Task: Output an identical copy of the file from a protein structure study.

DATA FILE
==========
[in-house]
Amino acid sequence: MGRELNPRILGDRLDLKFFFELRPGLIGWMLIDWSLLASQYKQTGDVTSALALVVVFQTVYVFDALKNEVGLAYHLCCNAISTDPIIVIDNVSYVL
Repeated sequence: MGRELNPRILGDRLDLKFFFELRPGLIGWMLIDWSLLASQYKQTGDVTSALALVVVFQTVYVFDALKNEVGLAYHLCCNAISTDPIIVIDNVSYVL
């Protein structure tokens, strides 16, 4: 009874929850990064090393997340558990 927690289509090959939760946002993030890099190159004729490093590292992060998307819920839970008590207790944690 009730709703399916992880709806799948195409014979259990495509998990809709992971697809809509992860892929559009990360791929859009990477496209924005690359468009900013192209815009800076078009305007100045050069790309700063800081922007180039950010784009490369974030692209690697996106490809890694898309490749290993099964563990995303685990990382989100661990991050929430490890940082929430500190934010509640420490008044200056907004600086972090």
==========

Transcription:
[in-house]
Amino acid sequence: MGRELNPRILGDRLDLKFFFELRPGLIGWMLIDWSLLASQYKQTGDVTSALALVVVFQTVYVFDALKNEVGLAYHLCCNAISTDPIIVIDNVSYVL
Repeated sequence: MGRELNPRILGDRLDLKFFFELRPGLIGWMLIDWSLLASQYKQTGDVTSALALVVVFQTVYVFDALKNEVGLAYHLCCNAISTDPIIVIDNVSYVL
């Protein structure tokens, strides 16, 4: 009874929850990064090393997340558990 927690289509090959939760946002993030890099190159004729490093590292992060998307819920839970008590207790944690 009730709703399916992880709806799948195409014979259990495509998990809709992971697809809509992860892929559009990360791929859009990477496209924005690359468009900013192209815009800076078009305007100045050069790309700063800081922007180039950010784009490369974030692209690697996106490809890694898309490749290993099964563990995303685990990382989100661990991050929430490890940082929430500190934010509640420490008044200056907004600086972090």